If you have finished reading the “Setup Sencha Touch 2.1 with Sencha Cmd for PhoneGap 2” tutorial, you may want to create an app of your own. Lets do it now and create a mobile stop watch app using Sencha Touch 2.1





 

Step 1: Edit the main view and add a new panel

1.1 First cd in the root of the application

 
$ cd /sandbox/appSrc/Demo

1.2 If you open the app.js file, you will notice there is one view namely ‘Main’ already defined.

 
views : ['Main']

1.3 Lets open the view file and see what is inside.

 
$ vi /sandbox/appSrc/Demo/app/view/Main.js

In the Main.js view file, we see the “Main view” is defined as a tab.Panel and it contains 2 items.  One is the “Welcome” page and the other is the “Get Started” page.   Lets remove the ‘Get Started’ page.  Then add a new “Simple Stop Watch” page and asks the Main view to load the “Simple Stop Watch” page, as follow:

Load the stop watch view(note the Ext.Video is removed”, that was for the “Get Started” view)

 
requires: [
        'Ext.TitleBar',
        'demo.view.StopWatch'
]

Add a new view

{
    title: 'StopWatch',
    iconCls: 'action',
    xtype: 'stopwatch'
}

 

and here is the complete “Main.js” file:

 
Ext.define('demo.view.Main', {
    extend: 'Ext.tab.Panel',
    xtype: 'main',
    requires: [
        'Ext.TitleBar',
        'demo.view.StopWatch'
    ],
    config: {
        tabBarPosition: 'bottom',

        items: [
        {
            title: 'Welcome',
            iconCls: 'home',

            styleHtmlContent: true,
            scrollable: true,

            items: {
                docked: 'top',
                xtype: 'titlebar',
                title: 'Welcome to Sencha Touch 2'
            },

            html: [
                "You've just generated a new Sencha Touch 2 project. What you're looking at right now is the ",
                "contents of <a target='_blank' href=\"app/view/Main.js\">app/view/Main.js</a> -     edit that file ",
                "and refresh to change what's rendered here."
            ].join("")
        },
        {
            title: 'StopWatch',
            iconCls: 'action',
            xtype: 'stopwatch'
        }
        ]
    }
});

Note:  since the Main page is defined as a tab.Panel, the “Welcome” and “Simple Stop Watch” pages are actually panels.

Step 2: Lets create the stop watch panel

2.1 create a StopWatch.js file in the  app/view folder

 
$ vi /sandbox/appSrc/Demo/app/view/StopWatch.js

2.2 cut and paste the following:

 
Ext.define("demo.view.StopWatch", {
    extend: 'Ext.Panel',
    requires: [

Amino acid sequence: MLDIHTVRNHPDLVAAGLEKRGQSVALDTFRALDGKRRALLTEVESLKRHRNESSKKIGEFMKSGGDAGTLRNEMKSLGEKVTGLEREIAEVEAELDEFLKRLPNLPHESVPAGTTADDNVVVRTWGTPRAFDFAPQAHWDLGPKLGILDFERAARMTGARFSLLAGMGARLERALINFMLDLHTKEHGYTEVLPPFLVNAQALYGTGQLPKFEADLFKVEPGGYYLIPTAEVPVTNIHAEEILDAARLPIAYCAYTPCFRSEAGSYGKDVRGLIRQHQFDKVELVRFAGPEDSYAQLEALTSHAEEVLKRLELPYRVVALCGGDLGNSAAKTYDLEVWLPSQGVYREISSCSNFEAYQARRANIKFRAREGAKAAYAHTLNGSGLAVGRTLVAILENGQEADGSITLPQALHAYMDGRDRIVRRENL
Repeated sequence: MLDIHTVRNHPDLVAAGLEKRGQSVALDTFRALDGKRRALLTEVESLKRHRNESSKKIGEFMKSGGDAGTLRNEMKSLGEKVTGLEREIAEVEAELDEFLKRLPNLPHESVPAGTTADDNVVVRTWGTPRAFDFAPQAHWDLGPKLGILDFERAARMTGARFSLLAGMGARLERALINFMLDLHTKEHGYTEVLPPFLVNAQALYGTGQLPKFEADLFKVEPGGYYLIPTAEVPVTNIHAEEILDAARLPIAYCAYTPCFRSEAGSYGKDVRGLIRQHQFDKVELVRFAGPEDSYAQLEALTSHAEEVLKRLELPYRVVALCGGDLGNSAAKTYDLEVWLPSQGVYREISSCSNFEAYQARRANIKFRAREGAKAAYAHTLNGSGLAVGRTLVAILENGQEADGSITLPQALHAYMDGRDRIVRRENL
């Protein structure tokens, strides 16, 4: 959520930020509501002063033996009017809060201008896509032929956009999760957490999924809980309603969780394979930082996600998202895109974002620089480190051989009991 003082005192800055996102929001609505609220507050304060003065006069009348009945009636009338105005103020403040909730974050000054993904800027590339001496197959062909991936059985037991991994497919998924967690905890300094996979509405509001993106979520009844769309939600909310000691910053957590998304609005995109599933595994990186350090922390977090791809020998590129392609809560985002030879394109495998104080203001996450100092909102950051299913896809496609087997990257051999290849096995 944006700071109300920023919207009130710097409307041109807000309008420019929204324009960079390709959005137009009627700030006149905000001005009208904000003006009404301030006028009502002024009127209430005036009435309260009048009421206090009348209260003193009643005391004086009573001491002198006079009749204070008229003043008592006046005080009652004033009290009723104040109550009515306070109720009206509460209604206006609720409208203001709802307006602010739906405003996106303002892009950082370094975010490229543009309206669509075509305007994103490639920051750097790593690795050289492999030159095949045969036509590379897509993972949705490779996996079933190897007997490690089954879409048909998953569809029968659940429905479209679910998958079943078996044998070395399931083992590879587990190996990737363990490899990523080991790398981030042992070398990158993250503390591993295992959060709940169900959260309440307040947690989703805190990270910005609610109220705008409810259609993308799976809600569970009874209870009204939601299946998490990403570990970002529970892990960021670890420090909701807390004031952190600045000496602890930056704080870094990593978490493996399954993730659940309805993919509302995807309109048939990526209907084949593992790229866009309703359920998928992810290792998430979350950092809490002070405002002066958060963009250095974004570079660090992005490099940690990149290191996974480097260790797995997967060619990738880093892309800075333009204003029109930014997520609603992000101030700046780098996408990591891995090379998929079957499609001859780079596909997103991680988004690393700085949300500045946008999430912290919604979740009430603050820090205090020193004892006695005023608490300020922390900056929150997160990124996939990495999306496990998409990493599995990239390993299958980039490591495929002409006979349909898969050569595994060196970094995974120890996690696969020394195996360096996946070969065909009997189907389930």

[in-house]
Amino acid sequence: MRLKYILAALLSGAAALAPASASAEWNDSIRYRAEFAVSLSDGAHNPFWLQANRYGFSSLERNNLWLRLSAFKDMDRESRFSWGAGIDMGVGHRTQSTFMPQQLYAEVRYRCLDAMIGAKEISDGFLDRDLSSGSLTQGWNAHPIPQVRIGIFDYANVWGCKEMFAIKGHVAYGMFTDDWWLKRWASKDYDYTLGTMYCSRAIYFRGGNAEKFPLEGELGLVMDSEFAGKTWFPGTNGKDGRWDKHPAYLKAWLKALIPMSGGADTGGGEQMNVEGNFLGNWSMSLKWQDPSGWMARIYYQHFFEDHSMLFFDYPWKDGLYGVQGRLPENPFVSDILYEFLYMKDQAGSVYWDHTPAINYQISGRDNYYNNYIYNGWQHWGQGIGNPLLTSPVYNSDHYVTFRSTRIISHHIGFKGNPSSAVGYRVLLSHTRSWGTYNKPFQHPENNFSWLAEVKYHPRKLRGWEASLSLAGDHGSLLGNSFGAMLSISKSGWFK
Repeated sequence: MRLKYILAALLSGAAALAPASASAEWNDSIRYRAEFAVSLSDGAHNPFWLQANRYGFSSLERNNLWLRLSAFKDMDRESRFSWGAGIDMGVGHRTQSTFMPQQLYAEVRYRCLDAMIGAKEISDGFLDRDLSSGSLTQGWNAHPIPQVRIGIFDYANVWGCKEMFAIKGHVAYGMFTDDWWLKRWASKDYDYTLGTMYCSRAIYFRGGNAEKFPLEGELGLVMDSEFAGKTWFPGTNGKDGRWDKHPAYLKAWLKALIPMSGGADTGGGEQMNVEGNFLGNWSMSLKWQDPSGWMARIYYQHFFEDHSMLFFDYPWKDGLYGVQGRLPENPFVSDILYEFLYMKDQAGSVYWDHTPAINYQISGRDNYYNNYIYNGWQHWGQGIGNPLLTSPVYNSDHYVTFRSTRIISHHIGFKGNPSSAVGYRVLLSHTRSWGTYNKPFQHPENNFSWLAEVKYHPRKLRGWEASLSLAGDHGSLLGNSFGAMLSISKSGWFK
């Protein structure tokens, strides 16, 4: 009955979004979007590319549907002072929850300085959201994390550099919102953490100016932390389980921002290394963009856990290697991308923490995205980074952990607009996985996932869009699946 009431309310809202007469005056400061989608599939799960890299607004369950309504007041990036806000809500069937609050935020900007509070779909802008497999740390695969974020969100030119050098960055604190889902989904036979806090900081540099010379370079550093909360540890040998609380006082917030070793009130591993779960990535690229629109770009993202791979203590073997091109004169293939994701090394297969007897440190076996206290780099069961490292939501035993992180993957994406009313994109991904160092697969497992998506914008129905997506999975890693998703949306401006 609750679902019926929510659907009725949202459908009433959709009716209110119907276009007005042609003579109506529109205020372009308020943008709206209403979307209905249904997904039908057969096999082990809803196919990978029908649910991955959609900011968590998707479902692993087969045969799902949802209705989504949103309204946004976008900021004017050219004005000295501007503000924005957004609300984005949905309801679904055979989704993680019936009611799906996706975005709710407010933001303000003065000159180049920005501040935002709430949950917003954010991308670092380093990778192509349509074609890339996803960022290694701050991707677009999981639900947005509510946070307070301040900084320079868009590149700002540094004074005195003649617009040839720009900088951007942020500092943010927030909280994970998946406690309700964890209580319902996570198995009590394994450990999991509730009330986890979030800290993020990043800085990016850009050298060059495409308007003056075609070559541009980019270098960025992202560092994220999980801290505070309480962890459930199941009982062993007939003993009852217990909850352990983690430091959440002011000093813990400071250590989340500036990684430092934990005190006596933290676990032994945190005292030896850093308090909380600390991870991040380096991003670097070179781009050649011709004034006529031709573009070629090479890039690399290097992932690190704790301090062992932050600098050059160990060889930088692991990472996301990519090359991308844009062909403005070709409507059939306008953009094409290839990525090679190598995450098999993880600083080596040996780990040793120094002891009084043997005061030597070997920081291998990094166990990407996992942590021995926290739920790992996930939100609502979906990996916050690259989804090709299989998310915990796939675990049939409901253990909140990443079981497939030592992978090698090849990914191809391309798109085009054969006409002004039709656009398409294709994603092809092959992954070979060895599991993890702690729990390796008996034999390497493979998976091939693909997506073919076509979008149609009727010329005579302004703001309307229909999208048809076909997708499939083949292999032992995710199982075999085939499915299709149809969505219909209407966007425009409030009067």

'Ext.TitleBar'
    ],
    xtype: 'stopwatch',

    config: {
        title: 'Simple Stop Watch',
        iconCls: 'time',
        layout: {
        type: 'vbox',
        pack: 'center',
        align: 'center'
    },
    items: [
    {
        xtype: 'titlebar',
        title: 'Simple Stop Watch',
        docked: 'top'
    },
    {
        xtype: 'panel',
        layout: {
        type: 'vbox',
        pack: 'center',
        align: 'center'
    },
        flex: 5,
        items: [
        {
            xtype: 'panel',
            id: 'stopWatchPanel',
            cls: 'stopWatchPanel',
            html: '00:00:00'
        }
        ]
    },
    {
        xtype: 'panel',
        flex: 1,
        layout: 'hbox',
        defaults: {
            xtype: 'button',
            ui: 'round',
            action: 'stopWatchButton',
            cls: 'stopWatchButton'
    },
            items: [ { text: 'Start' }, { text: 'Stop' }, { text: 'Reset' } ]
    }
    ]
    }
});

2.2.1 Basically, we have just created a panel in a vertical layout (vbox type) and within this panel, we have 3 subpanels, (1) a title bar (2) a middle panel that shows the time (3) a bottom panel to hold 3 buttons

2.2.1.1  (1) title bar
Yes, so simple, a titlebar called “Simple Stop Watch” and is docked at the top

 
{
    xtype: 'titlebar',
    title: 'Simple Stop Watch',
    docked: 'top'
}

2.2.1.2 (2) middle panel
Here we use a vertical layout again for two panels, and the contents are centered in the middle.
And the first subpanel is identified as “stopWatchPanel” (tag with id) and will be styled in css with the same name (class name).
The html text is default to “00:00:00”.

{
    xtype: 'panel',
    layout: {
        type: 'vbox',
        pack: 'center',
        align: 'center'
    },
    flex: 5,
    items: [
    {
        xtype: 'panel',
        id: 'stopWatchPanel',
        cls: 'stopWatchPanel',
        html: '00:00:00'
    }
    ]
}

2.2.1.3 (3) bottom panel